When you are feeling emotionally overwhelmed even the smallest problems can feel like a mountain. It is a common reaction to panic. I’ve often found myself overreacting to a situation when I feel overwhelmed.

It is also really hard to focus and concentrate. Everything becomes too much. You may even feel that there isn’t a solution to your problem – purely because you cannot see things as they really are.

Your mind is so full, there just isn’t the capacity for anything else. I remember very clearly the sinking sensation in the pit of my stomach, the creeping anxiety through my body and a feeling like “I’m drowning.”

Learn to recognise when you feel overwhelmed
Learn to recognise when you feel overwhelmed

It’s very important to learn to recognise when you feel the symptoms of overwhelm or stress arising. Through the practice of meditation, you develop your awareness and the ability to witness.

The aim is to be more present in your day-to-day activities. It is a valuable way to connect with yourself.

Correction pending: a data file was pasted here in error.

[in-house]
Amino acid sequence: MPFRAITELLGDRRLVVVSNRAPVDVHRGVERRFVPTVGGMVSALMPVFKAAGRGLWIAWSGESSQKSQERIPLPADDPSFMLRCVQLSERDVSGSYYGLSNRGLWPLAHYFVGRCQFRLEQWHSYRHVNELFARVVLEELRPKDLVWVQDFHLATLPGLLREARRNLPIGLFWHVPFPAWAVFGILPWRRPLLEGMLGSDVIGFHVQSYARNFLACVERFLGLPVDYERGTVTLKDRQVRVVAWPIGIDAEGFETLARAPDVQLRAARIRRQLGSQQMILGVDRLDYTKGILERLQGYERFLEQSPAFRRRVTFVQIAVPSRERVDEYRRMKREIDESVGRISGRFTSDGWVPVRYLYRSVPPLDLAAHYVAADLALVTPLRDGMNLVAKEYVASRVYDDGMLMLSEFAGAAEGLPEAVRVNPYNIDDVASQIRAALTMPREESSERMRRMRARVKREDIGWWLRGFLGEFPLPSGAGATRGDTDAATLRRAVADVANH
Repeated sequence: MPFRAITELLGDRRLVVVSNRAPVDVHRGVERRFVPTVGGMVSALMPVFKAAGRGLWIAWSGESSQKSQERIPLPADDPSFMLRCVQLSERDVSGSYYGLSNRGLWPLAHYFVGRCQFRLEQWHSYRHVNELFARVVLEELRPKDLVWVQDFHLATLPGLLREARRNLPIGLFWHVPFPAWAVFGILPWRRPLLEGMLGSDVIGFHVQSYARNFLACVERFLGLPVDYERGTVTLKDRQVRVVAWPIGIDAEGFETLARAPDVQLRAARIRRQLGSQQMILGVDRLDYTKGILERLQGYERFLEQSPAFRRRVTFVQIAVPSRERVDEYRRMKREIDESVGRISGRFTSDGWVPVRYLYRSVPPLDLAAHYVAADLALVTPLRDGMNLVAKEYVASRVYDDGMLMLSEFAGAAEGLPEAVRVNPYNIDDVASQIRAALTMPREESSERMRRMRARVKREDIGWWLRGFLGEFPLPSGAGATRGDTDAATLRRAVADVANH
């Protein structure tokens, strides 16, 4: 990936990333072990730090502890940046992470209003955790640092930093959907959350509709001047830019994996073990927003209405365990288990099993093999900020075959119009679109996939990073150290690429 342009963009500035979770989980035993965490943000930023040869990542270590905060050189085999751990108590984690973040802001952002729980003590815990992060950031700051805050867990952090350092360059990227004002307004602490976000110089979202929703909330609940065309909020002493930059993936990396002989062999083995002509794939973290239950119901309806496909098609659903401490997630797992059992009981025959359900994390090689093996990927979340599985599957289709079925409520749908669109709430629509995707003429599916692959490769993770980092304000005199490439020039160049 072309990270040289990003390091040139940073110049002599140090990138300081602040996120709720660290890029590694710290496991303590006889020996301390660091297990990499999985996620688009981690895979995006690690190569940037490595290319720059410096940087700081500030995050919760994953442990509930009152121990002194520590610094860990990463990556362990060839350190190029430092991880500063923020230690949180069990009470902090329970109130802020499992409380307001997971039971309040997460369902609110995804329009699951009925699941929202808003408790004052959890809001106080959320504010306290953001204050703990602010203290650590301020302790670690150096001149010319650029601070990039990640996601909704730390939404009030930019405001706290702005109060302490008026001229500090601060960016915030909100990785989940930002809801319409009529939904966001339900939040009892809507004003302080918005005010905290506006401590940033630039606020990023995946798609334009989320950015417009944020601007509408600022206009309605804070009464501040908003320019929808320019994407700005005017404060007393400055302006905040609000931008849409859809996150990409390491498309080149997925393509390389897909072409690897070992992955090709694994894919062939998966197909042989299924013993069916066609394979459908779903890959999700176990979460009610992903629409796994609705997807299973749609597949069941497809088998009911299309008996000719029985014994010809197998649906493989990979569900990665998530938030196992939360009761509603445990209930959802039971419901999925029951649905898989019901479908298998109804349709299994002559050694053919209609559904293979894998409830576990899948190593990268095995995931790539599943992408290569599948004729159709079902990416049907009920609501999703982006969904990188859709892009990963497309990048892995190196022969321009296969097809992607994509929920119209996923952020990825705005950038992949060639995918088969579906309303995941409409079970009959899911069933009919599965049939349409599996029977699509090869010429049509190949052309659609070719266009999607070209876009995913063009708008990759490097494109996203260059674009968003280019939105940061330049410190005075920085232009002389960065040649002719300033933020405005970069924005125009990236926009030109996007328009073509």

In doing so, you are more attuned to your body. You learn to recognise when the emotions and other symptoms start to arise. You are able to observe your mind. Your thoughts and your reactions without getting caught up in them.

The key skill that we rarely learn is to sit with our emotions. It is part of the process of acceptance. We notice the sensations as the arise, feel the emotion and then allow it to pass. This process helps you to train your mind without trying to control, reduce, or escape the emotion.

Try this practice when you feel overwhelm. It’s a way to try to observe everything that is happening physically, emotionally and mentally.

Close your eyes.

How is your breath? Is it shadow, fast, do you feel shortness of breath?

Are you grinding your teeth or clenching your jaw?

How is your heart rate? Do you feel tension or pain in your chest?

Are you feeling anxious?

Is there any tension or tightness in your neck, shoulders and upper back?

Is your mind feeling sad, depressed …?

Have you lost your appetite, or are you eating impulsively?

Do you experience an upset stomach like reflux, diarrhea, constipation?

Do you sleep less or more than habitual …?

Are you feel emotional?

Do you experience fear, panic, paralyses, anger, irritable …?

Find a slice of the day that is just for you

The first step to develop a meditation practice it’s to find a slice of the day that is just for you. Normally, in our busy lives, we don’t have time for ourselves. However, the good news is to develop a meditation practice you don’t need to allocate a big chunk of your time!